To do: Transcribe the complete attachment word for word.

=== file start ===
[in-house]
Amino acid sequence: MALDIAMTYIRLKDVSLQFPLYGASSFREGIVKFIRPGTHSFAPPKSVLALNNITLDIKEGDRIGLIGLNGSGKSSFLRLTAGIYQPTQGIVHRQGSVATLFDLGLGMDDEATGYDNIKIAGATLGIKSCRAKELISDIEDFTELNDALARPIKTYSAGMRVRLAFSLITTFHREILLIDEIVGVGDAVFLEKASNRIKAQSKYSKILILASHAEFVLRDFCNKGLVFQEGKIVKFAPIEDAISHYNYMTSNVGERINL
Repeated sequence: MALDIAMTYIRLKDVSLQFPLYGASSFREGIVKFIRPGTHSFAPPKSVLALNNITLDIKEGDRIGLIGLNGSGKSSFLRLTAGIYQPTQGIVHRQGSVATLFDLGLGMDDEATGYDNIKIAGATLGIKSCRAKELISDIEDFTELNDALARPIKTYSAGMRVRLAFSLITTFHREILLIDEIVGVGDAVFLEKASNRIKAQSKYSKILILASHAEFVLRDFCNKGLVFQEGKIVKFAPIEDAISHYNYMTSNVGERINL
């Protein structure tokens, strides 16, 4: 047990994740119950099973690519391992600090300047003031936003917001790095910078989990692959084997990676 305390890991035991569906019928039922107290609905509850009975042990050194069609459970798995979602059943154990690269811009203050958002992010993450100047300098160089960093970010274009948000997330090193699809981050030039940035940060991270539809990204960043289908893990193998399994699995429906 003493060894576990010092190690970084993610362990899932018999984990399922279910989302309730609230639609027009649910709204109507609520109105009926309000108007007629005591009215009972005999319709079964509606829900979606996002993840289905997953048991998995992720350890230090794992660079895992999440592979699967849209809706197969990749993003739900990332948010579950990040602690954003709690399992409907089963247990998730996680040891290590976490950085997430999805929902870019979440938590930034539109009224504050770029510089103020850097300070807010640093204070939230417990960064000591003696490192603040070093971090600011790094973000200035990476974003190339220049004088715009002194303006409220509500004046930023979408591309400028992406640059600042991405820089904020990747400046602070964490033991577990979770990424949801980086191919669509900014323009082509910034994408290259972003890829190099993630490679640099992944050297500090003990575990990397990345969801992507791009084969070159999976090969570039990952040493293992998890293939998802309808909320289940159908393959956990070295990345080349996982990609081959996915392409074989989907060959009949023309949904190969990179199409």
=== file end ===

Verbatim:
[in-house]
Amino acid sequence: MALDIAMTYIRLKDVSLQFPLYGASSFREGIVKFIRPGTHSFAPPKSVLALNNITLDIKEGDRIGLIGLNGSGKSSFLRLTAGIYQPTQGIVHRQGSVATLFDLGLGMDDEATGYDNIKIAGATLGIKSCRAKELISDIEDFTELNDALARPIKTYSAGMRVRLAFSLITTFHREILLIDEIVGVGDAVFLEKASNRIKAQSKYSKILILASHAEFVLRDFCNKGLVFQEGKIVKFAPIEDAISHYNYMTSNVGERINL
Repeated sequence: MALDIAMTYIRLKDVSLQFPLYGASSFREGIVKFIRPGTHSFAPPKSVLALNNITLDIKEGDRIGLIGLNGSGKSSFLRLTAGIYQPTQGIVHRQGSVATLFDLGLGMDDEATGYDNIKIAGATLGIKSCRAKELISDIEDFTELNDALARPIKTYSAGMRVRLAFSLITTFHREILLIDEIVGVGDAVFLEKASNRIKAQSKYSKILILASHAEFVLRDFCNKGLVFQEGKIVKFAPIEDAISHYNYMTSNVGERINL
């Protein structure tokens, strides 16, 4: 047990994740119950099973690519391992600090300047003031936003917001790095910078989990692959084997990676 305390890991035991569906019928039922107290609905509850009975042990050194069609459970798995979602059943154990690269811009203050958002992010993450100047300098160089960093970010274009948000997330090193699809981050030039940035940060991270539809990204960043289908893990193998399994699995429906 003493060894576990010092190690970084993610362990899932018999984990399922279910989302309730609230639609027009649910709204109507609520109105009926309000108007007629005591009215009972005999319709079964509606829900979606996002993840289905997953048991998995992720350890230090794992660079895992999440592979699967849209809706197969990749993003739900990332948010579950990040602690954003709690399992409907089963247990998730996680040891290590976490950085997430999805929902870019979440938590930034539109009224504050770029510089103020850097300070807010640093204070939230417990960064000591003696490192603040070093971090600011790094973000200035990476974003190339220049004088715009002194303006409220509500004046930023979408591309400028992406640059600042991405820089904020990747400046602070964490033991577990979770990424949801980086191919669509900014323009082509910034994408290259972003890829190099993630490679640099992944050297500090003990575990990397990345969801992507791009084969070159999976090969570039990952040493293992998890293939998802309808909320289940159908393959956990070295990345080349996982990609081959996915392409074989989907060959009949023309949904190969990179199409």